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THE ROME OF FALL

A highly readable and occasionally nostalgia-inducing novel about moving on from high school—or not.

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An ex–rock star returns to teach English at his Alabama high school in this YA novel from Gibbs, the author of Two Like Me And You (2019).

After his father runs off with his secretary, Marcus Brinks moves with his mother from Texas back to her hometown in Alabama, forcing him to complete his senior year at Rome High School. There, in homeroom, he meets fellow Weezer-enthusiast Jackson Crowder. Marcus thinks he’s found a friend—and maybe even a band mate—in a high school that really cares only about football. Cut to 23 years later. It’s Marcus’ first day again at Rome High School, but now he’s an English teacher. In the intervening years he was the singer/songwriter of the indie rock band Dear Brutus, whose first record sold a half million copies (though, as he’s quick to tell his students, he never made any money off of them). His old homeroom teacher is still at Rome High, as is his former friend Jackson Crowder—though Jackson is now the celebrated coach of the school’s football team. Just what happened in the decades between Marcus’ first day at RHS and his return to the school? And will Marcus make the same mistakes as the last time he walked these halls? As his story unfolds over two separate timelines, Marcus learns that some things about high school really are forever. Gibbs’ prose is smooth with just a bit of 1990s bite. He makes excellent use of his premise, which allows Marcus to opine on the things he hated—and still hates—about school. “This stuff, this is the stuff that matters,” he tells his football-obsessed students. “Algebra matters. Chemistry matters. Drop the winning touchdown pass tonight, and ten years from now, no one will care, and if they do still care, they’re losers, so why do you care what they think anyway? But drop the ball in here and you’re screwed.” There are some odd touches—the teachers all have literal Roman names like Nero and Trajan—but the novel is decidedly engrossing due to its quirky characters and its deft portrayal of two different eras of teen culture.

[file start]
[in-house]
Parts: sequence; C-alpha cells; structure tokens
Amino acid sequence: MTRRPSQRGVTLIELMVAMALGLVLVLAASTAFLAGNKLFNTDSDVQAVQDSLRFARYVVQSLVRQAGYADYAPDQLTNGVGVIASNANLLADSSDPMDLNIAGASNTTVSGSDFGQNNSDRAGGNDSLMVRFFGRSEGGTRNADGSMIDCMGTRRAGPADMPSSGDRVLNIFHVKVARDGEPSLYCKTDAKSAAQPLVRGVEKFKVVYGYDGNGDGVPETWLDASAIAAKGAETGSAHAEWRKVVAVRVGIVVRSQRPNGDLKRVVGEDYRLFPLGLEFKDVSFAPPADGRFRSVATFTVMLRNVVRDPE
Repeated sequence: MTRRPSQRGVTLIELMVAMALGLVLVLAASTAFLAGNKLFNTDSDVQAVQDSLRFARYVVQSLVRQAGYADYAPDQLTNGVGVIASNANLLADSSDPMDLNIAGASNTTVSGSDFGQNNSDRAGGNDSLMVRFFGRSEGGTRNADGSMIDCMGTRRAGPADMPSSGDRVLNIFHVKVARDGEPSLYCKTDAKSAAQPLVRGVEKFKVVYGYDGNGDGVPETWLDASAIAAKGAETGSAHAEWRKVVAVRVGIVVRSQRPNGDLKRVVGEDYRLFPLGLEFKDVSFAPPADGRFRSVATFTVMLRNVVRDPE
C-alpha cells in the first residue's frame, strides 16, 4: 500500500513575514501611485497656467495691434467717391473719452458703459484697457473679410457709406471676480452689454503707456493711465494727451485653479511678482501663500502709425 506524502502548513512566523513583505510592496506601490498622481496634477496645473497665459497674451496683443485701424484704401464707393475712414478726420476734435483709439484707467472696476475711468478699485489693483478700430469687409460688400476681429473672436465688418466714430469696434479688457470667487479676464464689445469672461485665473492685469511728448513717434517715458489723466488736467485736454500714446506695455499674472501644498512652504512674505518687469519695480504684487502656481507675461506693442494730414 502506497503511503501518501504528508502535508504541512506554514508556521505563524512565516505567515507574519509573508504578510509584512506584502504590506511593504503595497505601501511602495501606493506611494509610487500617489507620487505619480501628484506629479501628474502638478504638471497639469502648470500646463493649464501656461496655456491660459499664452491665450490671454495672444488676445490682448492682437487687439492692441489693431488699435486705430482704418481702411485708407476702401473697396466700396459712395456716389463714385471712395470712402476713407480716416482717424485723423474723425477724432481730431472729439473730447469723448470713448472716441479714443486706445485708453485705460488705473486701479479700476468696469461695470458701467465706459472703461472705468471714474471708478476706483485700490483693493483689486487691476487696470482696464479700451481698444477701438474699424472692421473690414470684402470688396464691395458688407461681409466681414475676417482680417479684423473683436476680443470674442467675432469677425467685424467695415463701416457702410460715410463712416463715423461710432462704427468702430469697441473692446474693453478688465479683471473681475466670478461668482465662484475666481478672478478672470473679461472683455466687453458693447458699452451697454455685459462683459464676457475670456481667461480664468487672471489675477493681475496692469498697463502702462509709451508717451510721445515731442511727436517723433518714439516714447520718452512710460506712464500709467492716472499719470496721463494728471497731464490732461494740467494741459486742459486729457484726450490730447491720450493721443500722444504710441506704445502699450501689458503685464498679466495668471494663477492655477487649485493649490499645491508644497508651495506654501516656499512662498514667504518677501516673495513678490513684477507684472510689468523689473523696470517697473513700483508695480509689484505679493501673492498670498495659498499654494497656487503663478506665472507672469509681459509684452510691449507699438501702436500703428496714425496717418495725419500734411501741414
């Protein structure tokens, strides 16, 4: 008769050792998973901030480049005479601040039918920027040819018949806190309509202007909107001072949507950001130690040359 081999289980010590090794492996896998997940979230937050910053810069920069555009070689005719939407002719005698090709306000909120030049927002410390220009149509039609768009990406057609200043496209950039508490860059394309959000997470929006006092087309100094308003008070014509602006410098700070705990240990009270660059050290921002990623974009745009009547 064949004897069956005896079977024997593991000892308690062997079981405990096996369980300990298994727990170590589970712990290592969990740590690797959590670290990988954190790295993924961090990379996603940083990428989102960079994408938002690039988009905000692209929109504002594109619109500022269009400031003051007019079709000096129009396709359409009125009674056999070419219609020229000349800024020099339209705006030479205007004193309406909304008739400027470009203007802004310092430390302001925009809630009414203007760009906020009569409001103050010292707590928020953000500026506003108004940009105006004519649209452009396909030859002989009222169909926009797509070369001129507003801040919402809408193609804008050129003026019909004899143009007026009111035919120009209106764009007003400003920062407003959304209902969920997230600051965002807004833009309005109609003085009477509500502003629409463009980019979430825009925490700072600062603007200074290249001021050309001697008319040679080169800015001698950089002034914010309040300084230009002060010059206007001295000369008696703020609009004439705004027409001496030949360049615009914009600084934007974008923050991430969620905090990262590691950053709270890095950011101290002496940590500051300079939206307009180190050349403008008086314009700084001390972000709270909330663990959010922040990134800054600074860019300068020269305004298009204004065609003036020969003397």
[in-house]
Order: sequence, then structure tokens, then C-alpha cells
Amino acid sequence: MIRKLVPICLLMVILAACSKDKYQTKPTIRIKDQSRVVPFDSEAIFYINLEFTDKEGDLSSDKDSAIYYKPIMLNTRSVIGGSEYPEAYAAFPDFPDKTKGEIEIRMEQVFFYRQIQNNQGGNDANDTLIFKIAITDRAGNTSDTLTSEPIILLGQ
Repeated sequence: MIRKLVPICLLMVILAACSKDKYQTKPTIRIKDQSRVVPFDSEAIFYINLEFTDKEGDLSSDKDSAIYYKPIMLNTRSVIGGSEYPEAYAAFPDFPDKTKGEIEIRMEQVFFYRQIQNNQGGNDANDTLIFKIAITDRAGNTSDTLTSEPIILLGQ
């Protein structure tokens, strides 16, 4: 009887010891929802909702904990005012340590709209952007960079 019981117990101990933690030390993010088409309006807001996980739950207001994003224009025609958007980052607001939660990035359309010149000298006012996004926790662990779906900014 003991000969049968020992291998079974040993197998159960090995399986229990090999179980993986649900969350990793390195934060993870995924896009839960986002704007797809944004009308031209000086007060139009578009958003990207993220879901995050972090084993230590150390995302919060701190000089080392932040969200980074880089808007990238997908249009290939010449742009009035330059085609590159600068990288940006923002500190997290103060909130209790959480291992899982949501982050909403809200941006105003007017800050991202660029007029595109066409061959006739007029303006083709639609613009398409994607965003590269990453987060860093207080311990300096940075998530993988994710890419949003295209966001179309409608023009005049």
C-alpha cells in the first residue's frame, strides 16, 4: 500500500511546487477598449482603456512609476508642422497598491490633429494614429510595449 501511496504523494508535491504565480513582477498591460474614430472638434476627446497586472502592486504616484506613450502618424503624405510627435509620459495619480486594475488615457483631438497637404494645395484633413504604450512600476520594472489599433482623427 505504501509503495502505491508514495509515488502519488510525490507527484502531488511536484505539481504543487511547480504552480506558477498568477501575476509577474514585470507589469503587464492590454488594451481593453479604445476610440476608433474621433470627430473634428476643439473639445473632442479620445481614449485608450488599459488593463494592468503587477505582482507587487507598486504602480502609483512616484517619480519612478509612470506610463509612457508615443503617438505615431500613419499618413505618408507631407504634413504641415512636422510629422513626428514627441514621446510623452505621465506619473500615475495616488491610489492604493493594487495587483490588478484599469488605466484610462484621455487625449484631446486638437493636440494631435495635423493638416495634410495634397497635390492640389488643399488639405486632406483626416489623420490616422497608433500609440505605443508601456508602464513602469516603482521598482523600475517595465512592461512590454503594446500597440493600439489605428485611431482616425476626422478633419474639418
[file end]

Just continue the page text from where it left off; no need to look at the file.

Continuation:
A highly readable and occasionally nostalgia-inducing novel about moving on from high school—or not.

Pub Date: March 15, 2020

ISBN: 978-0-9857165-6-1

Page Count: 280

Publisher: Borne Back Books

Review Posted Online: Feb. 10, 2020

Kirkus Reviews Issue: April 1, 2020

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A LITTLE LIFE

The phrase “tour de force” could have been invented for this audacious novel.

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Four men who meet as college roommates move to New York and spend the next three decades gaining renown in their professions—as an architect, painter, actor and lawyer—and struggling with demons in their intertwined personal lives.